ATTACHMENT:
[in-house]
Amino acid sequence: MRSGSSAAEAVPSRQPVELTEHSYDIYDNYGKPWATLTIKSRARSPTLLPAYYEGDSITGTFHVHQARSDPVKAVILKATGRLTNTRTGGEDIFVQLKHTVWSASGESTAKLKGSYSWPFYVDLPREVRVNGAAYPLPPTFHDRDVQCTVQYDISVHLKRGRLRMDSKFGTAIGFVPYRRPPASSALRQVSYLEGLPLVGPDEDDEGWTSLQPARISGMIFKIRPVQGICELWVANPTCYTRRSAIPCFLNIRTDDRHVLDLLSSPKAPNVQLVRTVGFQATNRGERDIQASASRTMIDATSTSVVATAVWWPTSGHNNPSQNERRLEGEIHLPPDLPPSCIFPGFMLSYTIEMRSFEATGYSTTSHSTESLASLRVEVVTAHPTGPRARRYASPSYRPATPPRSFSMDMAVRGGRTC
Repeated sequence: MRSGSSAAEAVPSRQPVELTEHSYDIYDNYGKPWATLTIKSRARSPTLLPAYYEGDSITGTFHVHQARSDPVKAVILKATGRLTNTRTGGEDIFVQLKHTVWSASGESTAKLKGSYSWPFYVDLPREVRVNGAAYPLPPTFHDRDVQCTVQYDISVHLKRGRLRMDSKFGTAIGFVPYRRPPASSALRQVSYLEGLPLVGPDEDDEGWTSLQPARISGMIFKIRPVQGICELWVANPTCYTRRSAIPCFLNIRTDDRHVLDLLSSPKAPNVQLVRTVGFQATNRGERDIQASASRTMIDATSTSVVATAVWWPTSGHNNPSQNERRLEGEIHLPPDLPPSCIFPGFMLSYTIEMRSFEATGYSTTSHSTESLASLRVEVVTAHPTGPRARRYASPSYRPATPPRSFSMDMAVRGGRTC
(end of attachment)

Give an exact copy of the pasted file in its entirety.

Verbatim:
[in-house]
Amino acid sequence: MRSGSSAAEAVPSRQPVELTEHSYDIYDNYGKPWATLTIKSRARSPTLLPAYYEGDSITGTFHVHQARSDPVKAVILKATGRLTNTRTGGEDIFVQLKHTVWSASGESTAKLKGSYSWPFYVDLPREVRVNGAAYPLPPTFHDRDVQCTVQYDISVHLKRGRLRMDSKFGTAIGFVPYRRPPASSALRQVSYLEGLPLVGPDEDDEGWTSLQPARISGMIFKIRPVQGICELWVANPTCYTRRSAIPCFLNIRTDDRHVLDLLSSPKAPNVQLVRTVGFQATNRGERDIQASASRTMIDATSTSVVATAVWWPTSGHNNPSQNERRLEGEIHLPPDLPPSCIFPGFMLSYTIEMRSFEATGYSTTSHSTESLASLRVEVVTAHPTGPRARRYASPSYRPATPPRSFSMDMAVRGGRTC
Repeated sequence: MRSGSSAAEAVPSRQPVELTEHSYDIYDNYGKPWATLTIKSRARSPTLLPAYYEGDSITGTFHVHQARSDPVKAVILKATGRLTNTRTGGEDIFVQLKHTVWSASGESTAKLKGSYSWPFYVDLPREVRVNGAAYPLPPTFHDRDVQCTVQYDISVHLKRGRLRMDSKFGTAIGFVPYRRPPASSALRQVSYLEGLPLVGPDEDDEGWTSLQPARISGMIFKIRPVQGICELWVANPTCYTRRSAIPCFLNIRTDDRHVLDLLSSPKAPNVQLVRTVGFQATNRGERDIQASASRTMIDATSTSVVATAVWWPTSGHNNPSQNERRLEGEIHLPPDLPPSCIFPGFMLSYTIEMRSFEATGYSTTSHSTESLASLRVEVVTAHPTGPRARRYASPSYRPATPPRSFSMDMAVRGGRTC